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Wednesday, June 09, 2010

 

Vepathur - Village Vishnu temple

The antiquity and heritage value of a rich village lies in its contents. Compared to the University of Prayag (Allahabad) was another non-descript village in Tamilnadu, near Kumbakonam which boasted of the best University quoted in ancient texts! The greatest of all seers Kanchi Mahaswamigal, H.H. Shri. Chandrasekara Saraswathi mentions this in one of his lectures, Deivathin Kural (தெய்வத்தின் குரல்) and wonders who would unravel the mystery around the small hillock lying in this village. Indeed, he was the one who pointed out that the hillock is not what it is, but a submerged Vishnu temple of the pre-Pallava era (560 AD) and wished that some one would come and renovate the temple in its original style and glory. His prophecy had indeed come true that our founder Dr T. Satyamurty has now taken up the task of expediting, and re-exposing the huge three tiered Vishnu temple. Many findings were unraveled and the work is on... Members interested can have a visit to this village which is just 7 kms from Kumbakonam. This is what Dr Satyamurthy reports on this temple:

KANCHI SEER’S VISION ON VEPPATTUR

“Among the Educational and philosophical centers of Ancient India, Prayag, modern Allahabad in UP and Veppattur in Tamil Nadu stand as contemporary centers of par excellence during the early Pallava period” says the Kanchi Seer Sri Chandrasekharendra Saraswati. Besides other literary evidences, he bases his research on the ancient temple remains “Vittirunda Perumal Koil”(Vishnu temple) in the village datable to pre Mahendra Varman period (560CE). This brick temple constructed with out the use of stone indicates its earlier phase and remains of Pallava Paintings are still traceable in the main sanctum here. It was one of the well established Chaturvedi Mangalams that flourishes during Pallava, Chola and Vijaya Nagara period.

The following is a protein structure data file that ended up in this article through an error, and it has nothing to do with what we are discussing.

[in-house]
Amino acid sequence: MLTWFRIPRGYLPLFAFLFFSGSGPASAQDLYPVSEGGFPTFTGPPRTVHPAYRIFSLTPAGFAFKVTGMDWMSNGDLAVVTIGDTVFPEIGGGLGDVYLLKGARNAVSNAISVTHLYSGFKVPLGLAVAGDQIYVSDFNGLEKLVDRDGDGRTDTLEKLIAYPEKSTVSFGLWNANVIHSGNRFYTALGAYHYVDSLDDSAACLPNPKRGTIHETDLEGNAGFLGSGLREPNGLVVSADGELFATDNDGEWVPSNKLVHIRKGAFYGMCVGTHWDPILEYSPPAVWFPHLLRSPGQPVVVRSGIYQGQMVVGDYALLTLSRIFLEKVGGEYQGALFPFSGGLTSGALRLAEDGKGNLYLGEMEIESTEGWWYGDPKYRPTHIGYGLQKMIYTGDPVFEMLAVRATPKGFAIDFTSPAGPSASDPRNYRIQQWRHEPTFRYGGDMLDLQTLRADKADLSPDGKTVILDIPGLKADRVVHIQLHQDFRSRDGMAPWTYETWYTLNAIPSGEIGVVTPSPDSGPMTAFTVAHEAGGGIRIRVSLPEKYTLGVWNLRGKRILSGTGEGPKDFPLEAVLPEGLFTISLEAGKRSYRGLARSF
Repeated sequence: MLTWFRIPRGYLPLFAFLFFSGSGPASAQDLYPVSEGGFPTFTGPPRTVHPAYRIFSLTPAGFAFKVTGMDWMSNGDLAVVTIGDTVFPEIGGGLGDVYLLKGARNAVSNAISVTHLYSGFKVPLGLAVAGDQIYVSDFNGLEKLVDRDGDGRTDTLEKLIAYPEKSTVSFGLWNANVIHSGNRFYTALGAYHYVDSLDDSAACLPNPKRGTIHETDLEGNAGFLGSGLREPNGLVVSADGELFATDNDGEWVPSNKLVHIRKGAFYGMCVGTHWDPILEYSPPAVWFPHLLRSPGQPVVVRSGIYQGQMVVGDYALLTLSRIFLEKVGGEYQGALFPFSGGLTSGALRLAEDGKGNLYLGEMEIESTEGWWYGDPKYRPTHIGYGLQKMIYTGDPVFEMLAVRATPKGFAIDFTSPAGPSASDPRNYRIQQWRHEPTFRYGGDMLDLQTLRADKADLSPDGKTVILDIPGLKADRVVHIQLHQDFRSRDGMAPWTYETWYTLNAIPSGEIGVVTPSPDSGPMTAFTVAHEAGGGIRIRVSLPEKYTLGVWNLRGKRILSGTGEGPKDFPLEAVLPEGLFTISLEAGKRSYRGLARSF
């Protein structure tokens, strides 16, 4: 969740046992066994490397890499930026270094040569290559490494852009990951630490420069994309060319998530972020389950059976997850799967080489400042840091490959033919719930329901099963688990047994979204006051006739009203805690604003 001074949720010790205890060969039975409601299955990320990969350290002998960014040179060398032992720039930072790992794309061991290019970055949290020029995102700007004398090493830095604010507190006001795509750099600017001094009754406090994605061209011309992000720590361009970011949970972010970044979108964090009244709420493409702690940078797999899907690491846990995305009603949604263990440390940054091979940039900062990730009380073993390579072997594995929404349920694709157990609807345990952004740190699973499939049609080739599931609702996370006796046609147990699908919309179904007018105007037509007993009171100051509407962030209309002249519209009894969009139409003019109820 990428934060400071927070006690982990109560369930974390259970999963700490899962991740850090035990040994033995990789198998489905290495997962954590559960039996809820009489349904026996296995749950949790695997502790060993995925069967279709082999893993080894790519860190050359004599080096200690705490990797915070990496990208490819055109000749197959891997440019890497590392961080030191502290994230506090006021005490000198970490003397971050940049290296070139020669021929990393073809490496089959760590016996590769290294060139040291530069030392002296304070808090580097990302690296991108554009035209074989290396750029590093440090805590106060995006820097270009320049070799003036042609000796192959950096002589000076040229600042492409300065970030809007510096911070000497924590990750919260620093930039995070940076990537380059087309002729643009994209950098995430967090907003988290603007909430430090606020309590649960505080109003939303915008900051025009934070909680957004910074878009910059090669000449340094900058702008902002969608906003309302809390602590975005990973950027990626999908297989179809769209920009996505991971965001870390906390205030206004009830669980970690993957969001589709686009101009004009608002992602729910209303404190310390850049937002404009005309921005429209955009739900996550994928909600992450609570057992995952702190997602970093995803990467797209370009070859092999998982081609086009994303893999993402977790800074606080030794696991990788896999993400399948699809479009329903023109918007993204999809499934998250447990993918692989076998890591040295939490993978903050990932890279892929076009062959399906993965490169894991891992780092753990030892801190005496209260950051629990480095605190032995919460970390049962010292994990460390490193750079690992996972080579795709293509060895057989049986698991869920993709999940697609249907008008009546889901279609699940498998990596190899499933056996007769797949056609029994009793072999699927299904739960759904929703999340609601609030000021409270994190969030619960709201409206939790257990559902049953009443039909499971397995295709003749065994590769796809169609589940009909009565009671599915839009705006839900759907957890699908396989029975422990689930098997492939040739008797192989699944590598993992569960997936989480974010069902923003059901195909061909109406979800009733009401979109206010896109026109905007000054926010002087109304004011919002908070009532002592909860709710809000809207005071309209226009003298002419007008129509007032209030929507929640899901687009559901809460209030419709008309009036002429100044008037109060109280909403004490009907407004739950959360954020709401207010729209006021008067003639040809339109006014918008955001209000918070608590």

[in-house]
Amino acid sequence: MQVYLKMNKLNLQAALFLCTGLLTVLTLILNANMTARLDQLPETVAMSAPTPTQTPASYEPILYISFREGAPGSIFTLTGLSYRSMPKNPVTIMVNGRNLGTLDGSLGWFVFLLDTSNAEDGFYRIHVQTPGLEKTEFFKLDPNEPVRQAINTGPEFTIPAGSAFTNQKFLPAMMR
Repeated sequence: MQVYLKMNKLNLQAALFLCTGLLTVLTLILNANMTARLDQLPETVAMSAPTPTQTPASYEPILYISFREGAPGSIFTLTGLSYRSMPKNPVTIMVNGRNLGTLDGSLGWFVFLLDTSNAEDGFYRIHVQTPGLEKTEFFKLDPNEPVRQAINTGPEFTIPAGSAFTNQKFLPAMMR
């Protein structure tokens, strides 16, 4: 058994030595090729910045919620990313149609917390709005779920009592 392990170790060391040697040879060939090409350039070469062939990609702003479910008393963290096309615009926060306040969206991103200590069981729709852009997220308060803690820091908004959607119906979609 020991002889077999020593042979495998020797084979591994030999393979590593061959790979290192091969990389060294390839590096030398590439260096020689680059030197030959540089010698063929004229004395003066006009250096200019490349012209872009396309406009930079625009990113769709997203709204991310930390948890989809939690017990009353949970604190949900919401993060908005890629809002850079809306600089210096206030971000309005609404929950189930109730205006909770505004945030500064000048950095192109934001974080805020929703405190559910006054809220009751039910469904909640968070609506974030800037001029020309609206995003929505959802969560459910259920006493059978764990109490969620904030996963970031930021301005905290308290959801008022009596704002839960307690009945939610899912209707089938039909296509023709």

This may be the only known Pallava period brick temple in Chola mandalam as the Cholas converted all earlier brick temples to stone ones during their rule. Cholas and the Vijayanagara rulers also patronized the temple by embellishing the temple with mural paintings of their period. A lithic record Rajendra Chola datable to 1021 CE inscribed over the Ardhamandapa walls of Vedapurisvara temple at Thirukazhitittai, located in the adjacent village mentions this place as Vempattur, alias Sri cholamartandachadurvedi Mangalam.

(Deivatin Kural Part IV, pp 302-303 (1985) ,Chennai) & ARE 292 of 1908

Originally stucco seated Vishnu adorned the sanctum, but subsequently during 17th CE probably it was found to be destroyed and replaced with a stone seated Vishnu. The reason for abandoning the temple is not known but in spite of even no care it survived all the natural calamities and vandalisms and stand in skeletal remains of the Pallava period.